All over the world it is the plainest walls that are targeted by graffiti artists. Something rises from the collective to feed its need.

 ‘In the absence of aesthetic nourishment, the emotional part of the brain is left to seek fulfilment by indulgence in desires.’ (Day 2006)

James Hillman describes artists as ‘barking guardians of immediate un-anaesthetized noticing . . . Artists are not those who have taste, but those who do taste . . .’ They are the individuals most able to sense what goes on . . .that person on whom popular democracy depends.’ (Hillman 2006)

Once considered an eye sore, and as we are infested with more and more blank walls, the collective reaction to graffiti has changed. The better street artists are no longer blamed for destroying neighbourhoods; instead they are praised for improving them.

In some areas of London, where Banksy’s work decorates plain walls, house prices have actually risen because of it. An organic process has risen up from the streets, answering the collective call for art; Graffiti is the art of the people, for the people.Graffiti artists like Banksy and Blek Le Rat have now become eminent figures in the world of fine art. Collectors recognise the genuine nature of their work and pay hundreds of thousands of pounds for it. This art from the streets has a voice, a political energy we cannot fail to notice.

The authorities are still divided on what approach to take. Bristol City Council had to decide whether or not to grant Banksy retrospective planning permission for a piece of wall art. The council consulted public opinion via their website and found that 93% of people wanted the art to stay. (Martin 2008)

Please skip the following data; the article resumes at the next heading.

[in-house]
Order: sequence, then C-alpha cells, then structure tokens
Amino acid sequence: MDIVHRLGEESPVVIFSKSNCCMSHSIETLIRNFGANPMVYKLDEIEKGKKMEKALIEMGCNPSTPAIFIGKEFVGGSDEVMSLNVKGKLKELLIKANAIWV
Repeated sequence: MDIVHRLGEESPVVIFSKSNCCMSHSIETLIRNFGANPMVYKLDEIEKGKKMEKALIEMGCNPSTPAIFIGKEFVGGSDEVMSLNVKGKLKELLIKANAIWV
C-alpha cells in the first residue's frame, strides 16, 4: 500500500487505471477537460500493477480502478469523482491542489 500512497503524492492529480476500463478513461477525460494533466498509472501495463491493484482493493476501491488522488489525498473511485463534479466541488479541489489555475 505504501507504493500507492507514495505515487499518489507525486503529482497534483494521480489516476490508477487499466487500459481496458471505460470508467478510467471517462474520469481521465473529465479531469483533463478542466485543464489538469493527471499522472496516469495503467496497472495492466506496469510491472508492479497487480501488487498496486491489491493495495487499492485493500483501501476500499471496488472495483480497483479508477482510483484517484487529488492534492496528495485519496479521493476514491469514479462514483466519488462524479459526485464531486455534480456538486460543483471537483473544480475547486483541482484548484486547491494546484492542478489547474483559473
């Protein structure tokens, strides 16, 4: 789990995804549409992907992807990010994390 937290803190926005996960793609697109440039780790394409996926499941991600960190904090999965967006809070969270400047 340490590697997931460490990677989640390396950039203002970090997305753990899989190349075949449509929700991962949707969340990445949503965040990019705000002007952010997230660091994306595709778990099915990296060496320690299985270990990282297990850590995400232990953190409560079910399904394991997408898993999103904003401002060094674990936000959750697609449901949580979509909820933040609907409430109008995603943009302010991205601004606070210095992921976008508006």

‘Its always easier to get forgiveness than permission.’ (Banksy 2005)

Wall art is becoming more popular all over the world. In some cases the owners of city buildings have approached artists to paint their walls. In Philadelphia authorities now commission artists to paint gigantic murals on the plain walls of silent towers. And the artists are happy for their art to be in the world, rather than confined to a gallery, as more people get to enjoy its beauty. The practice has been so well received that it is being copied in other American cities.

Despite this, most artists still work illegally, but there is an interesting moral code. One London artist, Cyclops, describes his targets: ‘I would never paint someone’s car or an old cottage, but when it comes to factories or commercial property, I don’t really care or have any feelings.’ (Martin 2008)

Last week The Times reported on ‘Europe’s largest street art project.’ In a project entitled ‘See No Evil,’ Bristol Council is paying £80 000 for the painting of Nelson Street. The project is being co-ordinated by graffiti artist, Tom Bingle, AKA Inkie, who describes Nelson Street as a ‘concrete jungle, an area of drab greyness, to which we want to add a massive splash of colour.’


Even the best graffiti is still seen as a crime by some, but many seem to be recognising that it is better to have it in our lives than no art at all.

In some areas we demand it, even where our laws forbid it.